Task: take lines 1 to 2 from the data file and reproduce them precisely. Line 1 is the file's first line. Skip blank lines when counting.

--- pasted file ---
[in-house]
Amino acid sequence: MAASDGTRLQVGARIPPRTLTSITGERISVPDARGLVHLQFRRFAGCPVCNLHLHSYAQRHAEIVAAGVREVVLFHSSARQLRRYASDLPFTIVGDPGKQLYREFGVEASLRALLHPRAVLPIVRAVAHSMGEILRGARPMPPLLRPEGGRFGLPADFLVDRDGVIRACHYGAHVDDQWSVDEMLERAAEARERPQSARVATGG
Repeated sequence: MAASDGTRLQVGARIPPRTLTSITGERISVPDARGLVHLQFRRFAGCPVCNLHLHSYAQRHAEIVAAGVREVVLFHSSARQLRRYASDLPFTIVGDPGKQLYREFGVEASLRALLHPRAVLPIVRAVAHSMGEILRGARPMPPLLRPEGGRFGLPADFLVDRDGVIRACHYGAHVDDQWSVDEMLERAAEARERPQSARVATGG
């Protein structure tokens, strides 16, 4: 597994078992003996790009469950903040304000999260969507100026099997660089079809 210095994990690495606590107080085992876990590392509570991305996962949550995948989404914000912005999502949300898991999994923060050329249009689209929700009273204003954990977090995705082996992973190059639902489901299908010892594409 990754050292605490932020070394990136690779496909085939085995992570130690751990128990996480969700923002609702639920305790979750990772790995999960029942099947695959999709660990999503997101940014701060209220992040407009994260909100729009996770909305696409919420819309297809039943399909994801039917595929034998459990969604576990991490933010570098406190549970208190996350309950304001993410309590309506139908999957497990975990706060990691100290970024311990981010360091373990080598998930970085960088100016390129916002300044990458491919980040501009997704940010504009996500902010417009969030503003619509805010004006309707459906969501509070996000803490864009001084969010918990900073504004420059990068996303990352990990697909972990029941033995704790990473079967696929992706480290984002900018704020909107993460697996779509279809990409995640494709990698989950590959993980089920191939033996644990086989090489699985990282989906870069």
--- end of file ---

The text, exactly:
[in-house]
Amino acid sequence: MAASDGTRLQVGARIPPRTLTSITGERISVPDARGLVHLQFRRFAGCPVCNLHLHSYAQRHAEIVAAGVREVVLFHSSARQLRRYASDLPFTIVGDPGKQLYREFGVEASLRALLHPRAVLPIVRAVAHSMGEILRGARPMPPLLRPEGGRFGLPADFLVDRDGVIRACHYGAHVDDQWSVDEMLERAAEARERPQSARVATGG